HTML5 and WAI-ARIA Bruce Lawson, Opera Software HTML5 Study Groupt/ Tokyo / 18 November 2010
HTML5 hates accessibility?
Accessible Rich Internet Applications WAI-ARIA is intended to be a bridging technology. It clarifies semantics to assistive technologies when authors create new types of objects, via style and script, that are not yet directly supported by the language of the page. http://www.w3.org/TR/wai-aria/complete
How assistive technology works
roles, states, properties ● Role is what something is. <div role="navigation">, “tooltip” ● State is how something is at the moment (from pre- defined list): aria-checked = “true”, aria-required=”true” ● Property: aria-valuenow (of a slider), aria-describedby (points to a description)
HTML attributes don't validate in HTML4 <div role="navigation"> <input aria-required="true"> (but validate in HTML5!)
Built-in always beats bolt-on It is not appropriate to create objects with style and script when the host language provides a semantic element for that type of objects. While WAI-ARIA can improve the accessibility of these objects, accessibility is best provided by al owing the user agent to handle the object natively.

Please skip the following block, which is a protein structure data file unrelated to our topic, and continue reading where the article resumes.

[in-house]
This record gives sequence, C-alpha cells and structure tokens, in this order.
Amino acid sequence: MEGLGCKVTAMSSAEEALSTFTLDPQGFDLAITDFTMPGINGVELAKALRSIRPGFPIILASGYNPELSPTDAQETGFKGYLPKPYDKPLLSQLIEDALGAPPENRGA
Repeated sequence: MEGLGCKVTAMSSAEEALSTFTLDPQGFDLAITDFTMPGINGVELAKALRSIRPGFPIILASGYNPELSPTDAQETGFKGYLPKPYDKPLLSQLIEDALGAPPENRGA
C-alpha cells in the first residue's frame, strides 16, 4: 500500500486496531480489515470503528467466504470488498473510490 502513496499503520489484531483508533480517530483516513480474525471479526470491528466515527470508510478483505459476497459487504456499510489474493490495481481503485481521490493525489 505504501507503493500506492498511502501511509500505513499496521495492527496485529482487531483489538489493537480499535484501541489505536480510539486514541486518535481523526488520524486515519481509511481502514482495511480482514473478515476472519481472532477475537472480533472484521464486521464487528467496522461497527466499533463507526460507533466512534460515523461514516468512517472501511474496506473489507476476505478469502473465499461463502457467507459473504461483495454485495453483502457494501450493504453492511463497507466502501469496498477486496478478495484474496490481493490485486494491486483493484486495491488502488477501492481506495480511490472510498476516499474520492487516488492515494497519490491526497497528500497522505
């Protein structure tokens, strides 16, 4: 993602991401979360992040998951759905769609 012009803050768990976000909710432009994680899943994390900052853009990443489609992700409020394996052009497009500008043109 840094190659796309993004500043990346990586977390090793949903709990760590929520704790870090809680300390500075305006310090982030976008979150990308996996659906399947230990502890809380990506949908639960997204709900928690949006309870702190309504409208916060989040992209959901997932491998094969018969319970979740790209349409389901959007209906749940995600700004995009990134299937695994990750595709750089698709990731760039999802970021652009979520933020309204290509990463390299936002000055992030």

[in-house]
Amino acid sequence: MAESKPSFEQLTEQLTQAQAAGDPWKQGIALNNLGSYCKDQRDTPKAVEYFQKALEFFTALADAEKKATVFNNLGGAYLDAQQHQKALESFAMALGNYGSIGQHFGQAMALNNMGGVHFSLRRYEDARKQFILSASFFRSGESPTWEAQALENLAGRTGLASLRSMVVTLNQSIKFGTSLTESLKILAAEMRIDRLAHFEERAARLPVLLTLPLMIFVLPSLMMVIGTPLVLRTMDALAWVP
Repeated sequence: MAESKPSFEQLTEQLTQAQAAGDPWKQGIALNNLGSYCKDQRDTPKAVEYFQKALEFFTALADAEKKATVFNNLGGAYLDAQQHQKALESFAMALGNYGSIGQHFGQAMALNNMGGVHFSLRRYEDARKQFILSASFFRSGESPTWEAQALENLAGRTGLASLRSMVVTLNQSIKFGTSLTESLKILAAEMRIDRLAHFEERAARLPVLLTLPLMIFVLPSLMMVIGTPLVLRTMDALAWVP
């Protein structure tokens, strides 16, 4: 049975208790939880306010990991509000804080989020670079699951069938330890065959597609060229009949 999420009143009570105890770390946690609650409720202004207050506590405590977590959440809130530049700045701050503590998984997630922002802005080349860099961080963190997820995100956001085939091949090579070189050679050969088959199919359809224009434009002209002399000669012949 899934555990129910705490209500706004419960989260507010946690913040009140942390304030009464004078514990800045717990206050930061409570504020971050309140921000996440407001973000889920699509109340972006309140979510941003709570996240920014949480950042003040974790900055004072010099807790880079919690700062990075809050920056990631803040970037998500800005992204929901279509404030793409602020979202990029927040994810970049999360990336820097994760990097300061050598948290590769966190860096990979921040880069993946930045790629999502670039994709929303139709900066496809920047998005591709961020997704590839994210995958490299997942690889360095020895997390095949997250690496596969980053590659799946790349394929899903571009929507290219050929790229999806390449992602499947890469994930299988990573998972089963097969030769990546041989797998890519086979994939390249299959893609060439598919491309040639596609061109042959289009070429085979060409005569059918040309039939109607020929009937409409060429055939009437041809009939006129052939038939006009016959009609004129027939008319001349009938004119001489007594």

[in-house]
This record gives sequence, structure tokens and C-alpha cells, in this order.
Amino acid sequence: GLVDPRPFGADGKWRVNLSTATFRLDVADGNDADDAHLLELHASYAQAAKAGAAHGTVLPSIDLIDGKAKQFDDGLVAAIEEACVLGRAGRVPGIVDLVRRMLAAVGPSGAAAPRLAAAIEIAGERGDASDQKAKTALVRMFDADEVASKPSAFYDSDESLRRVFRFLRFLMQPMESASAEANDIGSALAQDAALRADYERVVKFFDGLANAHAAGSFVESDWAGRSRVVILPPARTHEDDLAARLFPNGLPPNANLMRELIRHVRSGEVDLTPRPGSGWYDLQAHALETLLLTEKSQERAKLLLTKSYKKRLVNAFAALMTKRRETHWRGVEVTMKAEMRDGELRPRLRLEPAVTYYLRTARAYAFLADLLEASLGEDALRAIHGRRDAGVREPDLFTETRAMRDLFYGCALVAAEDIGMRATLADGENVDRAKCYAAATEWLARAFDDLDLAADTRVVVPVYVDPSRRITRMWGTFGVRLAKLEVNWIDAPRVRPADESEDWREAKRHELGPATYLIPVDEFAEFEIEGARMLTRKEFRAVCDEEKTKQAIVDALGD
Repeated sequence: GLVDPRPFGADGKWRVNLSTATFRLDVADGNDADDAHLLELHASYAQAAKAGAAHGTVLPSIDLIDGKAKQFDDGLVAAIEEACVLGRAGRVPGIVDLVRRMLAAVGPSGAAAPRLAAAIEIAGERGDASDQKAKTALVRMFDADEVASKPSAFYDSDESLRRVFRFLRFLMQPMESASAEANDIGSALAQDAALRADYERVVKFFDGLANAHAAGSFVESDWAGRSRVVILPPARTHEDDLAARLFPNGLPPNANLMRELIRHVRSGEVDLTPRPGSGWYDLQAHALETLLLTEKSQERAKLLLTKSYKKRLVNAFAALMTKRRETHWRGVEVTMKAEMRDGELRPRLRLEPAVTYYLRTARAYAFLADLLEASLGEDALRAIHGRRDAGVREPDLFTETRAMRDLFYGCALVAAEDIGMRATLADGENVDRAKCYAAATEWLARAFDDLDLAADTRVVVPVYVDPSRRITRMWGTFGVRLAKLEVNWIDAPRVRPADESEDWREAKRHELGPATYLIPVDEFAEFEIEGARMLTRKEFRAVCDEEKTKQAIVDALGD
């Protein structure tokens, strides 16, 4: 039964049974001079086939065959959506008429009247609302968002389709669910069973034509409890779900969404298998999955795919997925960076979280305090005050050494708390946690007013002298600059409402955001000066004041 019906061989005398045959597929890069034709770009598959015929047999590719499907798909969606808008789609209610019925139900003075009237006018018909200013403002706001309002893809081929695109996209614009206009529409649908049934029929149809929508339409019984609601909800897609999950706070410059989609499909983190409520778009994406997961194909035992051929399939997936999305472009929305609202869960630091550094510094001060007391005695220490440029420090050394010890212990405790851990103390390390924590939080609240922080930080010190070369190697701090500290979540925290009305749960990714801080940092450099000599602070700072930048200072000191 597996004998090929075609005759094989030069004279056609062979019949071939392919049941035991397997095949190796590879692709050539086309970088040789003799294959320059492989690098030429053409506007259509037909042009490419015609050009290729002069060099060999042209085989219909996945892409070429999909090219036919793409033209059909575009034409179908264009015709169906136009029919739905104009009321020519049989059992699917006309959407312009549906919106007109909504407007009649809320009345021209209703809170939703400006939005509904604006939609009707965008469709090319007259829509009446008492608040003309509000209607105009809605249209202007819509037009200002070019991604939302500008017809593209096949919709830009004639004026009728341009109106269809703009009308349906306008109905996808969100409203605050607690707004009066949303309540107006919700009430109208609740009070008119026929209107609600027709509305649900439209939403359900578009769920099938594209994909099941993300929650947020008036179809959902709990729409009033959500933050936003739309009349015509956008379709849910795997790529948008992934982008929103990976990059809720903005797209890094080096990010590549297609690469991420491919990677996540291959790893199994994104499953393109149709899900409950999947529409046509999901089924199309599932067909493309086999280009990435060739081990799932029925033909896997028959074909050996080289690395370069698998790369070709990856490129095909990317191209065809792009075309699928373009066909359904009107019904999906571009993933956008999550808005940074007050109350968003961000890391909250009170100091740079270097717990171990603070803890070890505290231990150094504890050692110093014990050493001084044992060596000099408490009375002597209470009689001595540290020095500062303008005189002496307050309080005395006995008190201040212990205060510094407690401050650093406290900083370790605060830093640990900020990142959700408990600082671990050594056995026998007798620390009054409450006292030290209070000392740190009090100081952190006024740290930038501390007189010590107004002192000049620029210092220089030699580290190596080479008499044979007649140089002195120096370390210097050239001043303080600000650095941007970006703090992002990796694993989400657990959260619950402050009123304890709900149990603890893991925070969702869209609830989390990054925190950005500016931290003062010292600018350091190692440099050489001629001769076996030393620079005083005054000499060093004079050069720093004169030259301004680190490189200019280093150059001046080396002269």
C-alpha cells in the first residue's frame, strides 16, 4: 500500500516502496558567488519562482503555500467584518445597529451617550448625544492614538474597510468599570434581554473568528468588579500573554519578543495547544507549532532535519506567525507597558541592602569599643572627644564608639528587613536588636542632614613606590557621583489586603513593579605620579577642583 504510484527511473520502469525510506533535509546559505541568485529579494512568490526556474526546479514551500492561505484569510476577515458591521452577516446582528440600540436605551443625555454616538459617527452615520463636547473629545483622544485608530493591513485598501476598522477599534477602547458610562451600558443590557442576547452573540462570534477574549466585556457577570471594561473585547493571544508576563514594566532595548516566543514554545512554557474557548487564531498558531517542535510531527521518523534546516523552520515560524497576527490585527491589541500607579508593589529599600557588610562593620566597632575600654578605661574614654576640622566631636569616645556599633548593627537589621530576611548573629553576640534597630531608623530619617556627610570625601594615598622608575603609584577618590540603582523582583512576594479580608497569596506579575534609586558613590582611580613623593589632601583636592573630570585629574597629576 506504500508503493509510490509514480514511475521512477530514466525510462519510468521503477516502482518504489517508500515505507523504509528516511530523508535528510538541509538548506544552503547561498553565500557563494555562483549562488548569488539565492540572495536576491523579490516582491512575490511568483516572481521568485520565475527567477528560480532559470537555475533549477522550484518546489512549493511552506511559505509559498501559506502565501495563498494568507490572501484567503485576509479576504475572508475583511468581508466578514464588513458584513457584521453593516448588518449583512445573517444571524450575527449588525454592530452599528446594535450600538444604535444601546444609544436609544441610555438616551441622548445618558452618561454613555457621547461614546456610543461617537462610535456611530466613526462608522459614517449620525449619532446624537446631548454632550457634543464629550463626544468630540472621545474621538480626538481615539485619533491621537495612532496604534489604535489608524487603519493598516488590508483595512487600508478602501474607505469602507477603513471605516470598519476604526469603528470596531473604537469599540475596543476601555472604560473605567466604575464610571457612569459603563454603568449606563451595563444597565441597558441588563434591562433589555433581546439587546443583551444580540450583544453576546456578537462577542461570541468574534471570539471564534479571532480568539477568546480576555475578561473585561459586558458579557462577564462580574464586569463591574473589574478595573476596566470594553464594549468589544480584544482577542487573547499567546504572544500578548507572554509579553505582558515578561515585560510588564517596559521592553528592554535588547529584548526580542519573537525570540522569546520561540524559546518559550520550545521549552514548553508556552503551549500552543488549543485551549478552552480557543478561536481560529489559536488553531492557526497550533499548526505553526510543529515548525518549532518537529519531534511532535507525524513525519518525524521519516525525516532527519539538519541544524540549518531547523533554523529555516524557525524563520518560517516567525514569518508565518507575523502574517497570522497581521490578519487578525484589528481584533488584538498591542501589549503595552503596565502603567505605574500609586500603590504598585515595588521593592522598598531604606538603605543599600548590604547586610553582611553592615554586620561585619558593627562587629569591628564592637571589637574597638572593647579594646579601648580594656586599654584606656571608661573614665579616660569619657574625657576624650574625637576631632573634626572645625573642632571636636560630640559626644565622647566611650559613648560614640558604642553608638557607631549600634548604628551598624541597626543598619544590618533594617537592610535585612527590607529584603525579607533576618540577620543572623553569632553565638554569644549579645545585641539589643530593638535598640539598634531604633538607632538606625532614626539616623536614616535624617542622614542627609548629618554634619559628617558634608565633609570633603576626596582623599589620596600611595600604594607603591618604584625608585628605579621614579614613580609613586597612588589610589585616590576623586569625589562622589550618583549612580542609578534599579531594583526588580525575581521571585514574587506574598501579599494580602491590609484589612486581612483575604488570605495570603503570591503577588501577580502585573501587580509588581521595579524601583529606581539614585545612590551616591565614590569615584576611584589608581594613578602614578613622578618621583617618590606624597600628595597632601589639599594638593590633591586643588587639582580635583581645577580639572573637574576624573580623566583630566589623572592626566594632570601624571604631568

Remains useful for legacy content When native semantics for a given feature become available, it is appropriate for authors to use the native feature and stop using WAI-ARIA for that feature. Legacy content may continue to use WAI-ARIA
Gotcha! ●Multiple <header>s allowed, but only one role=banner per page ●Multiple <footer>s al owed, multiple <address> allowed but only one role=contentinfo per page ●No <main> element ●Some screen reader naughtiness
Not everything is native to HTML5 WAI-ARIA is intended to be used as a supplement for native language semantics, not a replacement. When the host language provides a feature that provides equivalent accessibility to the WAI-ARIA feature, use the host language feature. WAI-ARIA should only be used in cases where the host language lacks the needed role, state, and property indicators.